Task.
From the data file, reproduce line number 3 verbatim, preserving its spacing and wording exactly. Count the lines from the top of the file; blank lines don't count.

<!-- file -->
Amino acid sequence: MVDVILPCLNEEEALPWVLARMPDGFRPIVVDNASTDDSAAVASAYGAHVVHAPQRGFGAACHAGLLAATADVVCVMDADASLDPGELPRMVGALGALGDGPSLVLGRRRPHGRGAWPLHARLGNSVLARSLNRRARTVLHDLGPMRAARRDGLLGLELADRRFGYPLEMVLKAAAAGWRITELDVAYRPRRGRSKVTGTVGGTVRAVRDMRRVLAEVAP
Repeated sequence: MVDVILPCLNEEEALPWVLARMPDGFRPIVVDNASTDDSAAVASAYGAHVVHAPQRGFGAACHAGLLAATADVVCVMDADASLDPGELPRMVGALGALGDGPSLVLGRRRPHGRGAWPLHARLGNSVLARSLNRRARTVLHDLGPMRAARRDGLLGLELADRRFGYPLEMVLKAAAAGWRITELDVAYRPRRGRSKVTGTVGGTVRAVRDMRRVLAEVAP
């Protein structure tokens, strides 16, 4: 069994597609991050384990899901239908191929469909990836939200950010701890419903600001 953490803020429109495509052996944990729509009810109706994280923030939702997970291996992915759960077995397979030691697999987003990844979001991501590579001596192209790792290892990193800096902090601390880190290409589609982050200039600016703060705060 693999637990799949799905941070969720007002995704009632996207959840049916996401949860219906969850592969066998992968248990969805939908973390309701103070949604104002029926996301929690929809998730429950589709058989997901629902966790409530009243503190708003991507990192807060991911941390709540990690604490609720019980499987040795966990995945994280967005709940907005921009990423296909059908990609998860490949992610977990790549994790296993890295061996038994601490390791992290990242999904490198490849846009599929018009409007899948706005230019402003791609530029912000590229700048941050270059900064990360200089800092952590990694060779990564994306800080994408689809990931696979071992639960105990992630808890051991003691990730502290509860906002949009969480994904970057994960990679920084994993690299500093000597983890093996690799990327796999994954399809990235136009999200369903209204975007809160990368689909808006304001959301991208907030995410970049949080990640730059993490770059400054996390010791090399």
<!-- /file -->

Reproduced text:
């Protein structure tokens, strides 16, 4: 069994597609991050384990899901239908191929469909990836939200950010701890419903600001 953490803020429109495509052996944990729509009810109706994280923030939702997970291996992915759960077995397979030691697999987003990844979001991501590579001596192209790792290892990193800096902090601390880190290409589609982050200039600016703060705060 693999637990799949799905941070969720007002995704009632996207959840049916996401949860219906969850592969066998992968248990969805939908973390309701103070949604104002029926996301929690929809998730429950589709058989997901629902966790409530009243503190708003991507990192807060991911941390709540990690604490609720019980499987040795966990995945994280967005709940907005921009990423296909059908990609998860490949992610977990790549994790296993890295061996038994601490390791992290990242999904490198490849846009599929018009409007899948706005230019402003791609530029912000590229700048941050270059900064990360200089800092952590990694060779990564994306800080994408689809990931696979071992639960105990992630808890051991003691990730502290509860906002949009969480994904970057994960990679920084994993690299500093000597983890093996690799990327796999994954399809990235136009999200369903209204975007809160990368689909808006304001959301991208907030995410970049949080990640730059993490770059400054996390010791090399």